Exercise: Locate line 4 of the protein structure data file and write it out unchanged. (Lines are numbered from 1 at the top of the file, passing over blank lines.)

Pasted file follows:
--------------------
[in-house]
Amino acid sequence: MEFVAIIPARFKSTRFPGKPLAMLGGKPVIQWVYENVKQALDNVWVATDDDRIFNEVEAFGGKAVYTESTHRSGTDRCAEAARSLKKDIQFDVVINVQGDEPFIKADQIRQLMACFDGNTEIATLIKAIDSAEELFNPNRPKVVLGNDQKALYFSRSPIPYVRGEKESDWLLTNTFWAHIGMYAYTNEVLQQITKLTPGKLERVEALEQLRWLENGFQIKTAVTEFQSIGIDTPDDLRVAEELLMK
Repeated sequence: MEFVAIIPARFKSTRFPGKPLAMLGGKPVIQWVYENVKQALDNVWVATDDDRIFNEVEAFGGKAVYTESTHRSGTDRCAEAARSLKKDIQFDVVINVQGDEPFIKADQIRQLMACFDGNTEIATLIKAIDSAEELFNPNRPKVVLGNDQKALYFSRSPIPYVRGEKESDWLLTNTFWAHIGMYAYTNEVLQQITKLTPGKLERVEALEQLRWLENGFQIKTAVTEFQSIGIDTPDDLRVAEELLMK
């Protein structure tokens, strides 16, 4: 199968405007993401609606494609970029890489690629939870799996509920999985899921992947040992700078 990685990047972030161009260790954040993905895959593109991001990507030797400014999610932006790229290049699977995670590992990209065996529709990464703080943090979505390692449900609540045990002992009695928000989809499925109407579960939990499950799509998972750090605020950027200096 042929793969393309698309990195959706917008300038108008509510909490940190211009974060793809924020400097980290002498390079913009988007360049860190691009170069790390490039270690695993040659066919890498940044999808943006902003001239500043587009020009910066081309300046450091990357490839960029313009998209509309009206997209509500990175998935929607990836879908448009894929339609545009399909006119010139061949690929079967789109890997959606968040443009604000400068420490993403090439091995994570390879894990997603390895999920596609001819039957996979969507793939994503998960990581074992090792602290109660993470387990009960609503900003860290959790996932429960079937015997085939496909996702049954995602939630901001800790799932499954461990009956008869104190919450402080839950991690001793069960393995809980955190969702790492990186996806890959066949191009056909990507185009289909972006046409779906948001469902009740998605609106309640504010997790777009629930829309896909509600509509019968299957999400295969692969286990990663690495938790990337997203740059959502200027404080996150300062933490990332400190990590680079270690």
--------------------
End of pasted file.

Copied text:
């Protein structure tokens, strides 16, 4: 199968405007993401609606494609970029890489690629939870799996509920999985899921992947040992700078 990685990047972030161009260790954040993905895959593109991001990507030797400014999610932006790229290049699977995670590992990209065996529709990464703080943090979505390692449900609540045990002992009695928000989809499925109407579960939990499950799509998972750090605020950027200096 042929793969393309698309990195959706917008300038108008509510909490940190211009974060793809924020400097980290002498390079913009988007360049860190691009170069790390490039270690695993040659066919890498940044999808943006902003001239500043587009020009910066081309300046450091990357490839960029313009998209509309009206997209509500990175998935929607990836879908448009894929339609545009399909006119010139061949690929079967789109890997959606968040443009604000400068420490993403090439091995994570390879894990997603390895999920596609001819039957996979969507793939994503998960990581074992090792602290109660993470387990009960609503900003860290959790996932429960079937015997085939496909996702049954995602939630901001800790799932499954461990009956008869104190919450402080839950991690001793069960393995809980955190969702790492990186996806890959066949191009056909990507185009289909972006046409779906948001469902009740998605609106309640504010997790777009629930829309896909509600509509019968299957999400295969692969286990990663690495938790990337997203740059959502200027404080996150300062933490990332400190990590680079270690």